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For imposing taxes upon us, without our consent ;
For depriving us, in many cases, of the benefits of trial by jury;
For transporting us beyond seas, to be tried for pretended offenses;

For abolishing the free system of English laws in a neighboring province, establishing therein an arbitrary government, and enlarging its boundaries, so as to render it at once an example and fit instrument for introducing the same absolute rule into these colonies ;

For taking away our charters, abolishing our most valuable laws, and altering, fundamentally, the forms of our government;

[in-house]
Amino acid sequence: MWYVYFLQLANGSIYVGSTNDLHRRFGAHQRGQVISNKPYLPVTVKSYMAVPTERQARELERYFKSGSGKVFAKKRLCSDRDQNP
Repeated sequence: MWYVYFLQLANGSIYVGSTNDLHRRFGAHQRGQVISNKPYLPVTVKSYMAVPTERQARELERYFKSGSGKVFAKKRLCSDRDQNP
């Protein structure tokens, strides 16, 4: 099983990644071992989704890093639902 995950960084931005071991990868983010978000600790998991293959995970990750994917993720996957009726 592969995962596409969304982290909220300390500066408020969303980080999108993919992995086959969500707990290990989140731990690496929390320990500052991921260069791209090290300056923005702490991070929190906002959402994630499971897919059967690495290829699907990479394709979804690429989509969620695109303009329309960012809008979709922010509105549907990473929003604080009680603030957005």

For suspending our own legislatures, and declaring themselves invested with power to legislate for us in all cases whatsoever.

He has abdicated government here, by decl: ring us out of his protection, and waging war against us.

He has plundered our seas, ravaged our coasts, burnt our towns and destroyed the lives of our people.

lle is, at this time, transporting large armics of foreign mercenaries, to complete the works of death, desolation and tyranny, already began with circumstances of cruelty and perfidy, scarcely paralleled in the most barbarous ages, and totally unworthy the head of a civilized nation.

He has constrained our fellow citizens, taken captive on the high seas, to bear arms against their country to become the executioners of their friends and brethren, or to fall themselves by their hands.